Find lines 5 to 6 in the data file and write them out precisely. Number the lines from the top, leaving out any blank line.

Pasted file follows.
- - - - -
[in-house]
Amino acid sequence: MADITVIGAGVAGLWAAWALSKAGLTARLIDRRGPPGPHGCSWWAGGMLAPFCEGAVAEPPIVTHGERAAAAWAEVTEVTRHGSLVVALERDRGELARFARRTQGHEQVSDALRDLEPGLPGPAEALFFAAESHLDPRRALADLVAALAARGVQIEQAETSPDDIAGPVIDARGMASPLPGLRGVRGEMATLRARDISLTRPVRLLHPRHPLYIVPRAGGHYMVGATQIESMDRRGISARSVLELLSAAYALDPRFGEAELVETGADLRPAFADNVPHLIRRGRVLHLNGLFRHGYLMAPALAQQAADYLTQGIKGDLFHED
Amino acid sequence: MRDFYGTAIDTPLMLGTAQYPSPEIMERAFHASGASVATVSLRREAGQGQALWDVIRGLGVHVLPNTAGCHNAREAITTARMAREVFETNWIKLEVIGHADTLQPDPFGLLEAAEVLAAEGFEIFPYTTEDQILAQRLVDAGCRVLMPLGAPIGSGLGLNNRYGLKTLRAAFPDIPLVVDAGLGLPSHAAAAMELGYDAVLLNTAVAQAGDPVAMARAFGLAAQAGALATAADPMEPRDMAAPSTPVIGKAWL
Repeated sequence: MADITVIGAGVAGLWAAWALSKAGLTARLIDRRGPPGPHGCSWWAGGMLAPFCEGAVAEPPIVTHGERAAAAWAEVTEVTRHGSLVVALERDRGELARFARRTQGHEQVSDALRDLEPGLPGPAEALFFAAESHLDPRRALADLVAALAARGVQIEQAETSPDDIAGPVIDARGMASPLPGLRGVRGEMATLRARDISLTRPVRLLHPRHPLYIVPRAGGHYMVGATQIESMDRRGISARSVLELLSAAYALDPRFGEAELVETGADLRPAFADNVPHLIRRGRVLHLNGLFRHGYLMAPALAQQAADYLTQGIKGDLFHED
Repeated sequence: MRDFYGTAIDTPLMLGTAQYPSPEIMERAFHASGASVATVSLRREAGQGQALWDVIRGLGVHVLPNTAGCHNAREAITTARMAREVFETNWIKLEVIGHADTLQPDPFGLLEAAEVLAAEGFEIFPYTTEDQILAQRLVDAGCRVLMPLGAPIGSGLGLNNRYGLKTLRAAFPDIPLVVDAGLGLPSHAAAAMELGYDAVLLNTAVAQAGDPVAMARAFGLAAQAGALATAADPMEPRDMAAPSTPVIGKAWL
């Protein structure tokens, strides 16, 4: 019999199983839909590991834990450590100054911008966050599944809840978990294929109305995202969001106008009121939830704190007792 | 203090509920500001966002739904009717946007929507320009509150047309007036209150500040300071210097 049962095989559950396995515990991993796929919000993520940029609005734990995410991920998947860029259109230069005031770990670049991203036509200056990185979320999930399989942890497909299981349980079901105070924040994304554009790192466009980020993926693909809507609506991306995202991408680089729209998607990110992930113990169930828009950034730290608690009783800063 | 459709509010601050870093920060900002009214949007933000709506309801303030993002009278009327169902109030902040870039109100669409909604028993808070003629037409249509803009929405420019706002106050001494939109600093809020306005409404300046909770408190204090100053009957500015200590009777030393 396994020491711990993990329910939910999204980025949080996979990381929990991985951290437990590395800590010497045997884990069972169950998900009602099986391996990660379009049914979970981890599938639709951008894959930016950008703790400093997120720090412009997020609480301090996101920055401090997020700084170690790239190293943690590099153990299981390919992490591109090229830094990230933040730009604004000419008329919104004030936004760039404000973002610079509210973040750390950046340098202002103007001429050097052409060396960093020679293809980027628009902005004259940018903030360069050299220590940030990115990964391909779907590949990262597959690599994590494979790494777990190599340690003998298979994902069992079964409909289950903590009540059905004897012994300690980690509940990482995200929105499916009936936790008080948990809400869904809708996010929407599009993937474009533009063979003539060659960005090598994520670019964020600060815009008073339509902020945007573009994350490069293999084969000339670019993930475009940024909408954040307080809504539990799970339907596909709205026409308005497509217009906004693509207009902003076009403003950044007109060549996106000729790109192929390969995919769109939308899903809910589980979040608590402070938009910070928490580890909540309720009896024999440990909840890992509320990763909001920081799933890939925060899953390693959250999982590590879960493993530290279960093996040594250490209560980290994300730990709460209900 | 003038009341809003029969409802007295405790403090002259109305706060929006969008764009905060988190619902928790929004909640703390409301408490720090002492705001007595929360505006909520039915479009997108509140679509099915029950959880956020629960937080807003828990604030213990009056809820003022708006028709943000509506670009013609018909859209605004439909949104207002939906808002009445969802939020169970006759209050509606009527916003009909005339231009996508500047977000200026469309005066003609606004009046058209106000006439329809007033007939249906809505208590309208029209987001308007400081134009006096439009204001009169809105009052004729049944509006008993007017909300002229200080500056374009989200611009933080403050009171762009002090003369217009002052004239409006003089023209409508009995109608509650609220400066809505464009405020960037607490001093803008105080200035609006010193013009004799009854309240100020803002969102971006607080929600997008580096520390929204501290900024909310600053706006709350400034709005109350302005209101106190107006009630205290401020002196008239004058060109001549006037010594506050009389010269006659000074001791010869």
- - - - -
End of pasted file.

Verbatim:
Repeated sequence: MRDFYGTAIDTPLMLGTAQYPSPEIMERAFHASGASVATVSLRREAGQGQALWDVIRGLGVHVLPNTAGCHNAREAITTARMAREVFETNWIKLEVIGHADTLQPDPFGLLEAAEVLAAEGFEIFPYTTEDQILAQRLVDAGCRVLMPLGAPIGSGLGLNNRYGLKTLRAAFPDIPLVVDAGLGLPSHAAAAMELGYDAVLLNTAVAQAGDPVAMARAFGLAAQAGALATAADPMEPRDMAAPSTPVIGKAWL
């Protein structure tokens, strides 16, 4: 019999199983839909590991834990450590100054911008966050599944809840978990294929109305995202969001106008009121939830704190007792 | 203090509920500001966002739904009717946007929507320009509150047309007036209150500040300071210097 049962095989559950396995515990991993796929919000993520940029609005734990995410991920998947860029259109230069005031770990670049991203036509200056990185979320999930399989942890497909299981349980079901105070924040994304554009790192466009980020993926693909809507609506991306995202991408680089729209998607990110992930113990169930828009950034730290608690009783800063 | 459709509010601050870093920060900002009214949007933000709506309801303030993002009278009327169902109030902040870039109100669409909604028993808070003629037409249509803009929405420019706002106050001494939109600093809020306005409404300046909770408190204090100053009957500015200590009777030393 396994020491711990993990329910939910999204980025949080996979990381929990991985951290437990590395800590010497045997884990069972169950998900009602099986391996990660379009049914979970981890599938639709951008894959930016950008703790400093997120720090412009997020609480301090996101920055401090997020700084170690790239190293943690590099153990299981390919992490591109090229830094990230933040730009604004000419008329919104004030936004760039404000973002610079509210973040750390950046340098202002103007001429050097052409060396960093020679293809980027628009902005004259940018903030360069050299220590940030990115990964391909779907590949990262597959690599994590494979790494777990190599340690003998298979994902069992079964409909289950903590009540059905004897012994300690980690509940990482995200929105499916009936936790008080948990809400869904809708996010929407599009993937474009533009063979003539060659960005090598994520670019964020600060815009008073339509902020945007573009994350490069293999084969000339670019993930475009940024909408954040307080809504539990799970339907596909709205026409308005497509217009906004693509207009902003076009403003950044007109060549996106000729790109192929390969995919769109939308899903809910589980979040608590402070938009910070928490580890909540309720009896024999440990909840890992509320990763909001920081799933890939925060899953390693959250999982590590879960493993530290279960093996040594250490209560980290994300730990709460209900 | 003038009341809003029969409802007295405790403090002259109305706060929006969008764009905060988190619902928790929004909640703390409301408490720090002492705001007595929360505006909520039915479009997108509140679509099915029950959880956020629960937080807003828990604030213990009056809820003022708006028709943000509506670009013609018909859209605004439909949104207002939906808002009445969802939020169970006759209050509606009527916003009909005339231009996508500047977000200026469309005066003609606004009046058209106000006439329809007033007939249906809505208590309208029209987001308007400081134009006096439009204001009169809105009052004729049944509006008993007017909300002229200080500056374009989200611009933080403050009171762009002090003369217009002052004239409006003089023209409508009995109608509650609220400066809505464009405020960037607490001093803008105080200035609006010193013009004799009854309240100020803002969102971006607080929600997008580096520390929204501290900024909310600053706006709350400034709005109350302005209101106190107006009630205290401020002196008239004058060109001549006037010594506050009389010269006659000074001791010869």